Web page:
essay 1590s, "short non-fiction literary composition" (first attested in writings of Francis Bacon, probably in imitation of Montaigne), from . essai "trial, attempt, essay," from . exagium "a weighing, weight," from L. exigere "test," from ex- "out" + agere apparently meaning here "to weigh." The suggestion is of unpolished writing. The more literal verb meaning "to put to proof, test the mettle of" is from late 15c.; this sense has mostly gone with the divergent spelling assay (.). Related: Essayed; essaying. Essayist is from .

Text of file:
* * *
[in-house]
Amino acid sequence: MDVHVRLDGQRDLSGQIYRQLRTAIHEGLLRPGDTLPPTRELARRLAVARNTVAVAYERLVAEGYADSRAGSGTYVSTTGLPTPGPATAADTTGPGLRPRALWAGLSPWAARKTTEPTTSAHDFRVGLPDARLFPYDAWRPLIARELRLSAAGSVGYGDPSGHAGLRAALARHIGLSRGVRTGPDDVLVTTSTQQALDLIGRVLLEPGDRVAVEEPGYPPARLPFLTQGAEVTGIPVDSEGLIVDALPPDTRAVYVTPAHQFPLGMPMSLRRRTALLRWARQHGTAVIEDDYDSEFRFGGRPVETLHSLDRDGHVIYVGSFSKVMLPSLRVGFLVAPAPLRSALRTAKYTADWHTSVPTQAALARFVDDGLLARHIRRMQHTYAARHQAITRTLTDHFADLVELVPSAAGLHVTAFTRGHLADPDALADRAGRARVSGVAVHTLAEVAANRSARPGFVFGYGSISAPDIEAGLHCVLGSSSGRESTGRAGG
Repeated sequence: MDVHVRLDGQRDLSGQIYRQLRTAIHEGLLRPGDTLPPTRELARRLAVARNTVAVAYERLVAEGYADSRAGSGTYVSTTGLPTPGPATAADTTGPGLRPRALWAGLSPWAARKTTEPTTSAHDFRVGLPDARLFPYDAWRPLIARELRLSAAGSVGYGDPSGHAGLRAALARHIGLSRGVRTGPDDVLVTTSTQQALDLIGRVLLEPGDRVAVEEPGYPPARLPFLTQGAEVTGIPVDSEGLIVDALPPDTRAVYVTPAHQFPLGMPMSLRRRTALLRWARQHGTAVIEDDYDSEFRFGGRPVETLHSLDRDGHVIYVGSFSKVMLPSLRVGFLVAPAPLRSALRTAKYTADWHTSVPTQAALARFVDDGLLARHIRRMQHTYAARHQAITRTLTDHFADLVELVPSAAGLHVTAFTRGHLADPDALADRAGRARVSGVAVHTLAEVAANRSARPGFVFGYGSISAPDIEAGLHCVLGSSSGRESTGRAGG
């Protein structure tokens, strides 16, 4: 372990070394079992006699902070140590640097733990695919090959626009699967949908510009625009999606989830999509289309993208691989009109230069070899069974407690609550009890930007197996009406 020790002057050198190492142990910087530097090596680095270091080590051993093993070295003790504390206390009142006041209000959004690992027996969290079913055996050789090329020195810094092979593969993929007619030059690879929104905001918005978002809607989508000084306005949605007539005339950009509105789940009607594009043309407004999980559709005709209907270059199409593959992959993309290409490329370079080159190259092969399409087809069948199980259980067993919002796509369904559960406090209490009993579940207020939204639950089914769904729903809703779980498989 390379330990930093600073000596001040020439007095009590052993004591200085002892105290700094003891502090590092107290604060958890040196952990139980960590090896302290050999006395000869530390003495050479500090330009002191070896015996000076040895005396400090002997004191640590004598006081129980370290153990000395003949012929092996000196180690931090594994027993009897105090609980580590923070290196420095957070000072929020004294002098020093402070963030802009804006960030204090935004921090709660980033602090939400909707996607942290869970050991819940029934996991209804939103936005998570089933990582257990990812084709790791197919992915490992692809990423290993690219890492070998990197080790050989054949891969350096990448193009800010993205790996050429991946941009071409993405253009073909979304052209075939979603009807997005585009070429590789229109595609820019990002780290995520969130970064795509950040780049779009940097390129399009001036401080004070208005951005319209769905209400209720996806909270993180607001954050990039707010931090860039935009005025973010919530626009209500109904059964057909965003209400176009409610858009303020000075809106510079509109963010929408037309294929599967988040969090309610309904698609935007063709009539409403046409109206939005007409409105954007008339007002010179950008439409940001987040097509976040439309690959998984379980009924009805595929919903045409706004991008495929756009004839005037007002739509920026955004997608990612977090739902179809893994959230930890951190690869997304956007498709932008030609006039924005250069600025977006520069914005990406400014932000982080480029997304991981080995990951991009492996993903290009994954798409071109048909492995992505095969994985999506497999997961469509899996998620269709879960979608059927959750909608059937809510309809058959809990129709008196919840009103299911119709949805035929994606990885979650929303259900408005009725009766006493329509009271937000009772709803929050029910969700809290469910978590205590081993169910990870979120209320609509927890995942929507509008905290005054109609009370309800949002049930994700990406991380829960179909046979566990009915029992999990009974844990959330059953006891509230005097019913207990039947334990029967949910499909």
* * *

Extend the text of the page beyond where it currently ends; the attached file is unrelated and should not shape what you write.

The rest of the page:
I don't agree with this assessment. If a college requires an essay, it is because it has holistic admissions and wants to get to know its applicants as more than a list of grades and standardized test scores. The essay is typically the most powerful tool you have for conveying who you are and what you care about. If you've chosen the right focus for your essay—one that reveal something meaningful about you—you're going to need far more than 250 words to provide the type of detail and self-reflection that makes an essay effective.